>>> IRIS["http://www.lesfleursdunormal.fr/static/_downloads/pizza_onto.owl#Pizza"]
pizza_onto.Pizza

Ontologies can also define entities located in other namespaces, for example Gene Ontology (GO) has the following IRI: ‘http://purl.obolibrary.org/obo/go.owl‘, but the IRI of GO entities are of the form ‘http://purl.obolibrary.org/obo/GO_entity‘ (note the missing ‘go.owl#’). See Namespaces to learn how to access such entities.

Simple queries

Simple queries can be performed with the .search() method of the ontology. It expects one or several keyword arguments. The supported keywords are:

  • iri, for searching entities by its full IRI
  • type, for searching Individuals of a given Class
  • subclass_of, for searching subclasses of a given Class
  • is_a, for searching both Individuals and subclasses of a given Class
  • any object, data or annotation property name

The value associated to each keyword can be a single value or a list of several values. A star * can be used as a jocker in string values.

For example, for searching for all entities with an IRI ending with ‘Topping’:

>>> onto.search(iri = "*Topping")
[pizza_onto.CheeseTopping, pizza_onto.FishTopping, pizza_onto.MeatTopping,
pizza_onto.TomatoTopping, pizza_onto.Topping]

In addition, the special value “*” can be used as a wildcard for any object. For example, the following line searches for all entities that are related to another one with the ‘has_topping’ relation:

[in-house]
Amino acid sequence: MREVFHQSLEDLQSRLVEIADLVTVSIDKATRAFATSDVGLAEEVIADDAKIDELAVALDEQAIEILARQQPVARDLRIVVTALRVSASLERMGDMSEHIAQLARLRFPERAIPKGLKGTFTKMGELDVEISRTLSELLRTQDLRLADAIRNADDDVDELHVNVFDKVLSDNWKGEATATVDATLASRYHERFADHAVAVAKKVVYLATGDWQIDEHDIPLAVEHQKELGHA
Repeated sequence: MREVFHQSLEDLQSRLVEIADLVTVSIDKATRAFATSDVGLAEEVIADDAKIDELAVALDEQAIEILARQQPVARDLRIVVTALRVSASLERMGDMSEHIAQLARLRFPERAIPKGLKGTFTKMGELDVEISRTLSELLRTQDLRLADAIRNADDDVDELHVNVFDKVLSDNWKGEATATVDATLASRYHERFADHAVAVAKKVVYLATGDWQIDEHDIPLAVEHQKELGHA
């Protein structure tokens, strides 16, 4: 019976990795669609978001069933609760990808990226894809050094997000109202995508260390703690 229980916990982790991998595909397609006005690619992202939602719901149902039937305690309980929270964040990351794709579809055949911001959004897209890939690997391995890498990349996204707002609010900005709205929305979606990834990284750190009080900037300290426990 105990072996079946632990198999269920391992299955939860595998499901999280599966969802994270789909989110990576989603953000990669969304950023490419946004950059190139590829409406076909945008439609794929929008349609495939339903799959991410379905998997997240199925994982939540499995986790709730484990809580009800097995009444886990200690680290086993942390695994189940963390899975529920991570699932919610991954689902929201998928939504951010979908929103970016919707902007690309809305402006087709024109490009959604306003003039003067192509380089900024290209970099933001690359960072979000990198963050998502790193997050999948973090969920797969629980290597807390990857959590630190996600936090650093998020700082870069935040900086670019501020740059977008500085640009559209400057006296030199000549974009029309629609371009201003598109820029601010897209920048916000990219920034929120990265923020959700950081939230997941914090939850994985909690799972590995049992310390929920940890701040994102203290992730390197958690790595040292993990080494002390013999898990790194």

>>> onto.search(has_topping = "*")

When a single return value is expected, the .search_one() method can be used. It works similarly:

>>> onto.search_one(label = "my label")

Owlready classes and individuals can be used as values within search(), as follows:

>>> onto.search_one(is_a = onto.Pizza)

For more complex queries, SQPARQL can be used with RDFlib (see Worlds).

Importing other ontologies

An ontology can import other ontologies, like a Python module can import other modules.

The imported_ontologies attribute of an ontology is a list of the ontology it imports. You can add or remove items in that list:

>>> onto.imported_ontologies.append(owlready_ontology)

Saving an ontology to an OWL file

The .save() method of an ontology can be used to save it. It will be saved in the first directory in onto_path.

>>> onto.save()
>>> onto.save(file = "filename or fileobj", format = "rdfxml")

.save() accepts two optional parameters: ‘file’, a file object or a filename for saving the ontology, and ‘format’, the file format (default is RDF/XML).

Note

Owlready2 currently writes the following file format: “rdf/xml”, “ntriples”.

NTriples is a very simple format and is natively supported by Owlready2.

RDF/XML is the most common format; it is also natively supported by Owlready2 (since version 0.2).

OWL/XML is not yet supported for writing.